Who saw that coming? Tesla, having announced its semi-trailer to the world, whipped the covers off a successor to its first vehicle last week, the Roadster.
Its claimed numbers are seriously impressive: the ‘base’ car dispatches the 0-96km/h sprint in 1.9 seconds, and will have a top speed around 400km/h. Oh, and range is expected to be around 1000km.
That isn’t a misprint. One thousand kilometres. It’s an absurd number, no matter how you write it. The range-topping Model S P100D only claims 542km on a good day. Calling it game-changing would be a monumental understatement.
Set to launch in 2020, the car will cost US$250,000 in Founders Series trim, and potential owners have been asked to lay down a 100 per cent deposit. If you don’t want the top model, the company is demanding a 25 per cent deposit on base cars, expected to cost around US$200,000.
Big money, no doubt, but the promise of an eco-friendly supercar will surely be enough to have the ‘one percent’ reaching into their pockets, even given the lack of detail surrounding the car. Elon Musk has a knack for convincing people to trust his vision, and that can’t hurt either.
But his magical knack, the ability to whip up frothy-mouthed excitement from a portion of the public and press – we’re looking at you, Electrek – has me wondering if the Roadster reveal wasn’t a magic trick of a different kind.
Illusions are, after all, built around the art of misdirection. And if the world is staring slack-jawed at the Roadster and Semi, it isn’t talking about the long list of troubles facing Musk and his electric force for disruption.
When the Model 3 launched earlier this year, the charismatic Silicon Valley venture capitalist said he hoped to be building 20,000 cars a month by December 28, 2017.
Last quarter, it delivered just 260 Model 3s. Two hundred and sixty. Another eye-catching number, but for very different reasons.
Earlier in November, the goal for full-scale Model 3 production drifted back three months – that means Tesla hopes to build 5000 cars a week by the end of March 2018, rather than December this year as originally planned.
Tesla is no stranger to big delays. The Model X was seriously late, after all, and the original Roadster was beset by a constant stream of hold-ups. But the Model 3 is more significant, because the brand has hinged its success on bringing electric power to the masses. It’s the cornerstone of the brand’s Master Plan.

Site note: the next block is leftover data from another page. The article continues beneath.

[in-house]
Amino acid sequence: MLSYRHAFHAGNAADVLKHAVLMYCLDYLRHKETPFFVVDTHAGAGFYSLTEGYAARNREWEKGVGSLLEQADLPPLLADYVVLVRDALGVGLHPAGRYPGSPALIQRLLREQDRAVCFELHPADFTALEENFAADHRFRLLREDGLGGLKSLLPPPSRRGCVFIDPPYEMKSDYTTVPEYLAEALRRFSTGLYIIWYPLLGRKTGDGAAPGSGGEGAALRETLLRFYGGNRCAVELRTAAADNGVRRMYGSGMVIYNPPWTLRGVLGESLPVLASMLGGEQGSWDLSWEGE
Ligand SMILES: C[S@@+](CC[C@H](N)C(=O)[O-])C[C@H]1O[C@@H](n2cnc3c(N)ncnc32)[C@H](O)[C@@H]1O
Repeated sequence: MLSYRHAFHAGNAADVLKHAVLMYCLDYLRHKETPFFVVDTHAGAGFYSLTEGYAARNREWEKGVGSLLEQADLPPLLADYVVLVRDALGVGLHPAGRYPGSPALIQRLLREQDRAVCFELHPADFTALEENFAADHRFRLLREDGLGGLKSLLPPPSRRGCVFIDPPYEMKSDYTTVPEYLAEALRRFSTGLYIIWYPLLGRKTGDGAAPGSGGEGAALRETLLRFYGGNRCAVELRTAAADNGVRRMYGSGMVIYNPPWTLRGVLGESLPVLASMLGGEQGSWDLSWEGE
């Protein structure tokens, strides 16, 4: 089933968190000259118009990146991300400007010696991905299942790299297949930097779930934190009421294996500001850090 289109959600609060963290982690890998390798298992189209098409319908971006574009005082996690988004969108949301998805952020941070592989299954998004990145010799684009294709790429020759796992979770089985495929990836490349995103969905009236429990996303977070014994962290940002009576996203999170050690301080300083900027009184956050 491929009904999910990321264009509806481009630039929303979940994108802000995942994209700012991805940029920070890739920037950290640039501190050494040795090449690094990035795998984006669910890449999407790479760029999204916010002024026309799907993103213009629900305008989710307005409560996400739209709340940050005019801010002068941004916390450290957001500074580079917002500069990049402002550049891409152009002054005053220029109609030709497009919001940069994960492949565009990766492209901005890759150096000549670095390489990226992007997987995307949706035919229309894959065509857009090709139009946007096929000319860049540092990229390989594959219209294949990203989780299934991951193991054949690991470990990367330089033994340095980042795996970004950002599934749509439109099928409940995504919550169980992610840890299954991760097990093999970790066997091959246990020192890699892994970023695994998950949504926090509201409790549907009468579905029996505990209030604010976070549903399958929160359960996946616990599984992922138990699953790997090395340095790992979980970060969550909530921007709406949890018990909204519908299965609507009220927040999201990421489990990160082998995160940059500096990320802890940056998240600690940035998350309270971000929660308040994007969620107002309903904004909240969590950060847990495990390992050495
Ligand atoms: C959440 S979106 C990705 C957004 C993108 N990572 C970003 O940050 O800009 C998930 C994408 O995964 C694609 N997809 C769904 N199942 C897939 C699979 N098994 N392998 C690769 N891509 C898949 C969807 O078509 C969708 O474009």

Days the car isn’t rolling out of the factory in huge numbers is another chance for regular people – not forgiving early adopters – who bought into the Tesla dream with a Model 3 deposit to reconsider.
It’s a chance for them to stroll into the showroom down the street, sit in a plug-in hybrid from the established players and postpone their move into the pure-electric realm.
It’s also a chance for the cynical press (that’s me) to ruminate on whether the company has what it takes.
Let’s not forget the issues with the build quality of current cars, either. Early adopters have proven willing to forgive it, but the mass market isn’t likely to be so kind. The fact the Model X is hampered by highly-publicised build quality problems isn’t acceptable, especially at its price point.
I want to see the brand succeed, and its role in pushing EVs into the public consciousness is to be applauded. No company is perfect, and established players in the motoring world have problems of their own. Diesel cheating, for example. What a disaster that was – and continues to be – for the Volkswagen Group.
Above: The Model X has futuristic looks, but lacks the build quality to back its price
But the Roadster launch is a distraction, an answer to a question no-one is asking. We know Tesla can do acceleration. We know it can build a sexy car. We don’t know if the company can build a car to the standards expected of a volume manufacturer. It has never sustained a profit, either, and reports say it’s burning through cash at an alarming rate.
Which begs the question: why pour money into low-volume cars that don’t, on the surface at least, drive Tesla toward the completion of its own Master Plan?
Financial pundits have suggested each deposit on the Roadster (Founders Edition buyers are laying down US$250,000 upfront) is like an interest-free loan, a novel way of raising the capital required to bring the Model 3 up to speed. If the thousand Founders Series cars find a buyer, that represents a US$250 million injection.
There are plenty of EV believers out there with the money and desire to help Elon Musk, and this is one way of doing it.
There’s something else at play here, though. Regardless of whether the Roadster gets built on time – and I sincerely hope it does, so I can scare myself stupid with that acceleration – the timing of its unveiling smacks of desperation.
Will Elon Musk be able to keep the doubters at bay for long enough to get his house in order? That remains to be seen, but the way he’s gone about it is typical of sparkly Silicon Valley startups, not a pragmatic, engineering-led automotive firm.
Make no mistake, this stunt is an exercise in public relations, an illusionist’s sleight of hand rather than progress toward completion of the ultimate goal: bringing electric mobility to the masses.
Do you think Tesla is playing PR games with the Roadster? Let us know in the comments!